Ty Fickenscher, owner of Upward Ag Systems in Axtell, Neb., always stresses to his kids the importance of networking.
“Make connections with people because those connections down the road are going to get you where you want to go,” Fickenscher says.
The Nebraskan is living proof. His networking prowess paved the way for an entry into the custom strip-tilling business in 2015.
“One of our customers was looking to switch from liquid strip-till to dry strip-till because it was going to save $17 per acre over 3,000 acres,” Fickenscher says. “I presented to them the idea of buying a machine, we’d rent it back and then do custom work.”
Fickenscher started strip-tilling his own ground in north-central Nebraska in 2021. He believes strip-till offers several advantages over other tillage methods, including warmer and cleaner seedbeds in the spring, a smoother surface for planting, fertilizer incorporation into the root zone, residue retention and erosion reduction.
WALKING TALL. Fickenscher’s 6’4” friend holds a soybean plant as high as he can. This is the end result of a corn-soybean companion cropping system, defined as the planting of different crops in proximity to increase productivity.
“We do a lot of fall application,” Fickenscher says. “We try to get as much done as possible before winter. We have mostly silt loam soils where we’re located in Nebraska. If we get dry conditions, like we’ve had the last two falls, we pull up clumps of soil. We have no rocks in our soil. We allow the winter weather to work its magic and break everything down to make it easy to plant into next spring.”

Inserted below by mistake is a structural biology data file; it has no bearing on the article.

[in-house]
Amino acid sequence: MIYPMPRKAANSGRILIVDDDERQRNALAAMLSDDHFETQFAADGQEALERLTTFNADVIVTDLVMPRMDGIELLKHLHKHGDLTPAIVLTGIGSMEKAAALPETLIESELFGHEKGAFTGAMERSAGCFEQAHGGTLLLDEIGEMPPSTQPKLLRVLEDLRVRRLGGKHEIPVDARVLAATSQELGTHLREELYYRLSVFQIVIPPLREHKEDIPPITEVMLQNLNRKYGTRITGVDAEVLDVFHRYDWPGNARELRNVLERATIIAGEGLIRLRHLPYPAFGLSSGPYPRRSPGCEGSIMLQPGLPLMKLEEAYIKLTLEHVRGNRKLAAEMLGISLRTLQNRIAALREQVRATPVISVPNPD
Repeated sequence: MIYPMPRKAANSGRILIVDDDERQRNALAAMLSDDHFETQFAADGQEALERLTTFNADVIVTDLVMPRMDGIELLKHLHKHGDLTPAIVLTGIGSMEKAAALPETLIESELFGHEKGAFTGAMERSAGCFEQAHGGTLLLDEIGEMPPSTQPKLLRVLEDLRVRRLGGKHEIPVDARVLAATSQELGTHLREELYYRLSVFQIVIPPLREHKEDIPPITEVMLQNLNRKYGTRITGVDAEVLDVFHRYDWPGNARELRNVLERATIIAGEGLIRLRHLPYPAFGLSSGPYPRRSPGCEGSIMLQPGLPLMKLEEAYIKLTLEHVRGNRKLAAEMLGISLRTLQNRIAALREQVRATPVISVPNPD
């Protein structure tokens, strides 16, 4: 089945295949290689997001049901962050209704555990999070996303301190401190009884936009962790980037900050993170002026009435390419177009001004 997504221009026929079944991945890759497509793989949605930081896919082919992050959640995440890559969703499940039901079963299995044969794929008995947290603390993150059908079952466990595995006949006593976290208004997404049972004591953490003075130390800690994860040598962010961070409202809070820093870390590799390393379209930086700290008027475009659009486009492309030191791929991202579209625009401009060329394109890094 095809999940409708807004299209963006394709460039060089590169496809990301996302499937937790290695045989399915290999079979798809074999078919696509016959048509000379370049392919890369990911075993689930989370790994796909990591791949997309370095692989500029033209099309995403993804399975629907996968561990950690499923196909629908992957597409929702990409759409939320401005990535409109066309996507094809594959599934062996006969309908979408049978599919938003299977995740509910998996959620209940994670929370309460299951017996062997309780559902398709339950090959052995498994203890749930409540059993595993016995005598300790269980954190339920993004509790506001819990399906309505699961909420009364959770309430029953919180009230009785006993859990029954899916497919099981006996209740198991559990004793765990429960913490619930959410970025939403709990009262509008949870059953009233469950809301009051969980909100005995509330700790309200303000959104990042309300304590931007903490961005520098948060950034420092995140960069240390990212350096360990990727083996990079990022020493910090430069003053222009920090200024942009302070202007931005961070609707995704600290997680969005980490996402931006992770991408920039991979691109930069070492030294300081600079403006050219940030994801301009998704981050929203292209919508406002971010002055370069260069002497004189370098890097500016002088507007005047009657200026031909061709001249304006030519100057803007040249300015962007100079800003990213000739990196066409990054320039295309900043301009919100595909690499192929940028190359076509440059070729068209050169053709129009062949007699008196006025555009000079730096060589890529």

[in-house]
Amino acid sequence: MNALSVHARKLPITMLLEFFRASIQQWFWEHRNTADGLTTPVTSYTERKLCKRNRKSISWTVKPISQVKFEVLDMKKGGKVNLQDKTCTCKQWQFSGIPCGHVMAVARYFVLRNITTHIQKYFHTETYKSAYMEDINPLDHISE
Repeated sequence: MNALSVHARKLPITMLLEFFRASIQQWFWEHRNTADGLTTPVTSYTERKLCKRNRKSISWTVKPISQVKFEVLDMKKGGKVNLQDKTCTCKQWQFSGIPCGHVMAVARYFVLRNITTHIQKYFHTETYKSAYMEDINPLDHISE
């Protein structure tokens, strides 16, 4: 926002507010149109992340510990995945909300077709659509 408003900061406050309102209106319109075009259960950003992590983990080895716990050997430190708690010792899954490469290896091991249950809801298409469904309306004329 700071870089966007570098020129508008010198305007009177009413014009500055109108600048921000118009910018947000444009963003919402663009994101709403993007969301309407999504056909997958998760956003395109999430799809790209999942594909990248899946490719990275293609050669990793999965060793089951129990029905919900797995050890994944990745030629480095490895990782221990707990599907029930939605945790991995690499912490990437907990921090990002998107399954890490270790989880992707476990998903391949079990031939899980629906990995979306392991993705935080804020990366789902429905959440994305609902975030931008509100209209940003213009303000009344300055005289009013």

The former Pioneer field agronomist is passionate about helping farmers reap those benefits. He stepped up to the podium at the 2022 National Strip-Tillage Conference to share how companion cropping, intercropping and relay cropping can take an operation to the next level.
One of Fickenscher’s customers challenged him to plant soybeans alongside corn as a companion crop. The main goal was to reduce the amount of applied fungicide, insecticide and herbicide — not getting another cash crop from the soybeans.
“The key is to not overthink intercropping, relay and companion cropping…”
“The first question I always get asked is, ‘How are you going to harvest the soybeans?’ We’re not,” Fickenscher says. “The soybeans are just the companion for the corn. One of the biggest things we’re seeing with companion cropping is a reduced effect of crop disease.”
Companion cropping allows growers to cut back on inputs. Fickenscher can’t put an exact number on the amount of nitrogen (N) delivered by the soybeans, but he noticed that the corn crops next to the soybean companions are in significantly better shape.
Strip-Till Strategies: Nutrient Micromanagement
While studying agronomy at Colorado State University, one of Fickenscher’s classmates was having issues with stunted corn early in the season.
“He brought in some soil tests that revealed his phosphorous (P) levels were over 100 parts per million and his zinc levels were only 1,” Fickenscher says. “He discovered they were actually getting a zinc deficiency by having too much P.”
This discovery made Fickenscher aware of the importance of micronutrients and why it’s beneficial to apply more than just nitrogen (N), P and potassium (K).